The first ever Global Forum of Food Safety Regulators opened this week in Marrakesh, Morocco, “seeking ways to improve the safety of food worldwide at every step of the food production chain, from farmers, through processors and retailers, to consumers,” according to a joint statement by the UNs’ Food and Agriculture Organisation (FAO) and the World Health Organisation (WHO). Three hundred delegates from 120 countries and organisations participate in the gathering.

“New challenges in food safety have arisen as a result of changes in microbiological and chemical hazards, shifts in consumption patterns, urbanisation, new food production methods, modern technology and increases in international trade and travel,” according to the UN agencies’ statement. It added that food-borne disease is of great concern: according to World Health Organisation (WHO) estimates, more than two million people – principally children – die every year from diarrhoea caused by consuming contaminated food and water. Even in industrialised countries, as much as one-third of the population experiences food-borne disease every year. “Food safety, a critical area of public health, is a high priority for both WHO and FAO.”

WHO Director General Dr Gro Harlem Brundtland stated that many countries are reporting significant increases in food-borne diseases. He added that WHO and FAO and UN member states “are working hard to develop new evidence-based, preventative strategies to lower disease risk throughout the whole food production chain.”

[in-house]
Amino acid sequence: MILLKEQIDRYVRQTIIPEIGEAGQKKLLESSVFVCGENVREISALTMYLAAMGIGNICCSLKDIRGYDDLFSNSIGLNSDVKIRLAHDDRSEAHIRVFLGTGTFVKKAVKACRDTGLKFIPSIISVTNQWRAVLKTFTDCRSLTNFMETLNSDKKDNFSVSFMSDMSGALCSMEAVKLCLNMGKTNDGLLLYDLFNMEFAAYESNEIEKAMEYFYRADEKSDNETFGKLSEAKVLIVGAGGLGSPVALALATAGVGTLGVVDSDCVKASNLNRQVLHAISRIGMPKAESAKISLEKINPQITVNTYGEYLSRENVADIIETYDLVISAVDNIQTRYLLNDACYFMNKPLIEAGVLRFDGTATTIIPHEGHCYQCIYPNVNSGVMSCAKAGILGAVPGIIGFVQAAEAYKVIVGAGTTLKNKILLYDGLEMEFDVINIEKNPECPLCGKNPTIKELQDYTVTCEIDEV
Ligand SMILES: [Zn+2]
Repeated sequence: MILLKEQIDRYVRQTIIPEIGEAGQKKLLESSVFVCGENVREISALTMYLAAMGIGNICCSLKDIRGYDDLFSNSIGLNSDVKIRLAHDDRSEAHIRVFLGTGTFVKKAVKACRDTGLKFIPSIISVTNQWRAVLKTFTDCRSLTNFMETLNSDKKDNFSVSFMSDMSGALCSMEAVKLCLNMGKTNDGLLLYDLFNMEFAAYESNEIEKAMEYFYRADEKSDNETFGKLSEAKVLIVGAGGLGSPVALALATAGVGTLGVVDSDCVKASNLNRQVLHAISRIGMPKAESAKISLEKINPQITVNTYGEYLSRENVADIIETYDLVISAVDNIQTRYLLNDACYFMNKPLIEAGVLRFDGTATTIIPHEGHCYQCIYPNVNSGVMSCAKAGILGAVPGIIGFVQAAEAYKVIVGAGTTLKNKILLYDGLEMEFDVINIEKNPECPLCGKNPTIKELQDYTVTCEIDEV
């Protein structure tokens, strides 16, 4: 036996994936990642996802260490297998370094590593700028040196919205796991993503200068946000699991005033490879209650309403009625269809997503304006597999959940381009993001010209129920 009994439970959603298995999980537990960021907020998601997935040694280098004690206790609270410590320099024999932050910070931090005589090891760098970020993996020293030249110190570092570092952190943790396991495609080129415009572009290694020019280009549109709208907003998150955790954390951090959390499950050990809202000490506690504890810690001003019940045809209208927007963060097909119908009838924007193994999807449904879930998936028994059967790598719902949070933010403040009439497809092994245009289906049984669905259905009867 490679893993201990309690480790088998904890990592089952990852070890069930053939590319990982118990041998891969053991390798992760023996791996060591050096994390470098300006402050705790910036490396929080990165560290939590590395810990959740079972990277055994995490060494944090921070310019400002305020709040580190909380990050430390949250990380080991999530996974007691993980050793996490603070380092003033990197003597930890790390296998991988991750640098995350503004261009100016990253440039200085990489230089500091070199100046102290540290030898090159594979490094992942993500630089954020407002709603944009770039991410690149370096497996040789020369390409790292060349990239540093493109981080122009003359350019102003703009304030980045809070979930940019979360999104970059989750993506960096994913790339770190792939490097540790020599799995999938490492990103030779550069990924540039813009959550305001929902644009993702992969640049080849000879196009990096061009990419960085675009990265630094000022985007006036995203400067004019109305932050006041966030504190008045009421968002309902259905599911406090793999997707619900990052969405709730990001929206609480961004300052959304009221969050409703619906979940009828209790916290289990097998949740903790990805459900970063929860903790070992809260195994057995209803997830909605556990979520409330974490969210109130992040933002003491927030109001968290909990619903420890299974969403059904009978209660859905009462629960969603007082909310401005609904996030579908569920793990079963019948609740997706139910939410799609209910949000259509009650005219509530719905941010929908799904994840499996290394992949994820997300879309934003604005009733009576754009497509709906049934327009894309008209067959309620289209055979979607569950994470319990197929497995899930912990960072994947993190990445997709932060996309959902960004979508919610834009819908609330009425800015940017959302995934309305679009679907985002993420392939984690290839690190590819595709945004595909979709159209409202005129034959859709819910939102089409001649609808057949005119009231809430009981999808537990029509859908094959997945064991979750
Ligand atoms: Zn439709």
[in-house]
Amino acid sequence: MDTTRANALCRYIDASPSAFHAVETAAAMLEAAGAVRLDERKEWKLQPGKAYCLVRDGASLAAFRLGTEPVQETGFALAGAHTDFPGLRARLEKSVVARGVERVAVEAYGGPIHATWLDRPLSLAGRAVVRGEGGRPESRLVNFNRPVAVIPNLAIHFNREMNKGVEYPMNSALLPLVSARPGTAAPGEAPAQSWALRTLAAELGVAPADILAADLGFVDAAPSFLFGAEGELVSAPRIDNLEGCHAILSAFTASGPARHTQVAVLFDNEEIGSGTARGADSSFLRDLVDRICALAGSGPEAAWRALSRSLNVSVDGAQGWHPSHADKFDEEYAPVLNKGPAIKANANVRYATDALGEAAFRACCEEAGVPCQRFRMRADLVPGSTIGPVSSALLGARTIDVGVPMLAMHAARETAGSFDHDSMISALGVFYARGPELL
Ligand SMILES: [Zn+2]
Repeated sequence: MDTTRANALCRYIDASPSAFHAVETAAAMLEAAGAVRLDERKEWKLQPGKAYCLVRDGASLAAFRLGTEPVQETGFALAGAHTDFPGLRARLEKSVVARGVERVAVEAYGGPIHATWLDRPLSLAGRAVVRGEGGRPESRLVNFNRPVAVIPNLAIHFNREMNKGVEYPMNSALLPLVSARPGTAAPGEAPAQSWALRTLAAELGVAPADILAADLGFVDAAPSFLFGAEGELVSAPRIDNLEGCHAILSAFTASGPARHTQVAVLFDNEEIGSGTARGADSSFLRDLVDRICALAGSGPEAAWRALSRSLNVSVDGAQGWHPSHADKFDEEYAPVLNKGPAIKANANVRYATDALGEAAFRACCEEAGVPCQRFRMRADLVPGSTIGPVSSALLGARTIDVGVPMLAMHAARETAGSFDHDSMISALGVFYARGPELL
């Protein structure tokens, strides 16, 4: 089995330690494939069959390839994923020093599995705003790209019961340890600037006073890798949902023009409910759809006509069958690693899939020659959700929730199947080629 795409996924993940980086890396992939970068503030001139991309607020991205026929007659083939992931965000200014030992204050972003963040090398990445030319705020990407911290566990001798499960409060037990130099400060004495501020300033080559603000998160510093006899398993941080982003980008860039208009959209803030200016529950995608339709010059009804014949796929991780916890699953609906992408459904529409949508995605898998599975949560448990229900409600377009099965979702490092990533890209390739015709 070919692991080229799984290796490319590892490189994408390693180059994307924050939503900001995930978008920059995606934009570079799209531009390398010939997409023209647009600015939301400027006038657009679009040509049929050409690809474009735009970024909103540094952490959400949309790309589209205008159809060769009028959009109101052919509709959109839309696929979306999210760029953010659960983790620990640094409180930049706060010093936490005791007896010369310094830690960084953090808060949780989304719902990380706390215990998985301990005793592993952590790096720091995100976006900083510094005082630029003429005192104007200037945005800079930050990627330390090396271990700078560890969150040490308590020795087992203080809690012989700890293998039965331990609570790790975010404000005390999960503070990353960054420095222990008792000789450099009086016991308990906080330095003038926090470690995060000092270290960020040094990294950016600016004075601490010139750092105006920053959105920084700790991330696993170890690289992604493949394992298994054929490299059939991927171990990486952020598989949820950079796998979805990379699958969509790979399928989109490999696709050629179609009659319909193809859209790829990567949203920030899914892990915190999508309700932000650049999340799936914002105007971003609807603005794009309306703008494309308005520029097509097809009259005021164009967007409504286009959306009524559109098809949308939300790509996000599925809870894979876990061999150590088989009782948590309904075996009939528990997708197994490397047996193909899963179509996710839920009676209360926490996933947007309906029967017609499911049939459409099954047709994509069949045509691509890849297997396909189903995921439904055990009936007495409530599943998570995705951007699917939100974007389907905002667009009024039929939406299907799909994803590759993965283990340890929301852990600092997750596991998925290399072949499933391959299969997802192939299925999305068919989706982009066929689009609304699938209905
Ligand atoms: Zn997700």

The main hazards are well identified and there are proven, cost-effective measures that protect populations against them. Some countries, according to the UN agencies, have intensified efforts against certain pathogens, and have obtained good results in five to ten years. “The first step is for a government to set food safety high on the political agenda.”

FAO and WHO claim that food safety problems can have serious consequences on a country’s economy: According to the United Kingdom’s Department for Environment, Food and Rural Affairs (DEFRA), gross public expenditures as a result of the mad cow disease crisis were an estimated £3.4bn (US$4.8bn) from 1996-2000. Food safety problems hurt developing countries by hindering their economic development. Food exports, an important source of foreign exchange and revenue, are refused if they do not meet the standards of importing countries resulting in the loss of jobs and agriculture industries of developing countries Productivity suffers in all sectors “because so many workers fall ill, and international tourism cannot achieve its full potential.”

FAO Director-General Dr Jacques Diouf maintains that food safety is a shared responsibility of developed and developing countries: “With the increasing globalisation of trade in food products, health requirements applied by importing countries must seek to protect consumers and not to raise technical barriers to trade.” He urged developed countries to provide the developing countries with their technical and financial support.

By Aaron Priel, correspondent